Ten Takeaways from Transformation Conference
Why you need to learn about Digital Product Passport and other highlights from last week's event.
5 Sep 2023

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It started as a murmur, something people would whisper at the end of a meeting.

“Did you hear about the new…?”

Then the talk grew stronger, it became evident that it was actually happening, and we started inviting people to our podcast and our live talks who seemed to know things about it. Last year at Transformation Conference, I asked almost all of the guests about it:

“How do you think it will affect us?”

But it wasn’t until this year’s edition of Transformation Conference that it actually became a reality for everybody participating. I’m talking of course about the upcoming legislations that the EU is about to impose on the textile industry.

There are 16 different groups of laws, relating to traceability of raw materials, transparency of production, greenwashing communication, and end-of-life responsibility. 16 laws that became a through line in all the keynotes, panels, and off-stage discussions that took place at the Stockholm Edition of Transformation Conference last week.

I was asked about this by Elna Nykänen Andersson, the wonderful Press and Cultural Counselor at the Finnish Embassy, who was kind enough to treat the speakers and visiting VIP guests to a lovely dinner in honor of our event.

“How is the fashion industry reacting to the legislations?”, she asked.

“It’s an awakening”, I said. “People are slowly realising how damaging the fashion industry actually is, and that we need to collaborate to solve the problem. “

And that’s how it felt in the room at Stockholm Fashion District last Thursday. If there’s one thing that summarises what we do with Transformation Conference, it’s that we bring people together from different industries. Fashion designers, textile producers, material innovators, tech companies, researchers, investors, and people from the public sector all come together to discuss the pressing issue of how to minimise the textile industry’s impact on the planet, which today is estimated to represent 10% av all global carbon emissions.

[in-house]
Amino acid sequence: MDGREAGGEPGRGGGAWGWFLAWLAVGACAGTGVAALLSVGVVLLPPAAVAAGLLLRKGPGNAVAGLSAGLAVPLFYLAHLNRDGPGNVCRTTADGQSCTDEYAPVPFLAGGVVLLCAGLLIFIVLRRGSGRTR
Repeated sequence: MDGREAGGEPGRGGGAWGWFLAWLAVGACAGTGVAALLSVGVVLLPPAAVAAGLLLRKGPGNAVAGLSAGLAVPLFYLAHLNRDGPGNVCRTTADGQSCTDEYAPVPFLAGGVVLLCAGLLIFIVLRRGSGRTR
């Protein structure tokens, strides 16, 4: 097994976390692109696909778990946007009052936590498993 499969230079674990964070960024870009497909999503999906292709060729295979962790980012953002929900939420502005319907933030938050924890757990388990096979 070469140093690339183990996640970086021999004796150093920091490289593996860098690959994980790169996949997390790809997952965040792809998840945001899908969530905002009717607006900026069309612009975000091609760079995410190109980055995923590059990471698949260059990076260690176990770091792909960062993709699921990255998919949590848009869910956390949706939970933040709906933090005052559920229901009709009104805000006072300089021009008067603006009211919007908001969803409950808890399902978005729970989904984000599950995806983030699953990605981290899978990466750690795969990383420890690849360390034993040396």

We will continue this discussion in our news and podcast feed in the weeks and months to come, but I thought I’d share 10 key takeaways from the conference:

1. DPP, short for Digital Product Passport. Remember this term, as it will likely be the single most influential concept to affect the fashion industry in the years to come. It’s part of the Ecodesign package and proposes that for a product that to be sold in the EU it needs a DPP, a kind of digital ledger that documents everything from raw material, production, distribution, point-of-sales, to the post-consumer life of the product, whether it’s resold, recycled, or repurposed. DPP was the first piece of legislation mentioned by Mauro Scalia, director of sustainability at EURATEX, who once again did a superb job of navigating the new legislation for the audience.

2. Enter the tech consultants! Some estimates say that 300 million products will require a digital product passport in the EU. That’s a lot of data, and with it comes the tech consultants and software developers who are sensing big business implementing new systems. As one of the visiting sustainability experts put it: “It’s a Klondike for tech people”. One of them, David Almroth, Head of Expansion, GS1 Sweden, did an excellent job of explaining the concept.

3. Be prepared to recycle! The Finns are already doing it, and by 2025, everyone in the EU will be required to collect textile waste, a task that will likely fall upon the municipalities to enable and enforce. Today, only about 1/3 of textile waste is collected, and less than 1% is recycled into new materials. This will change.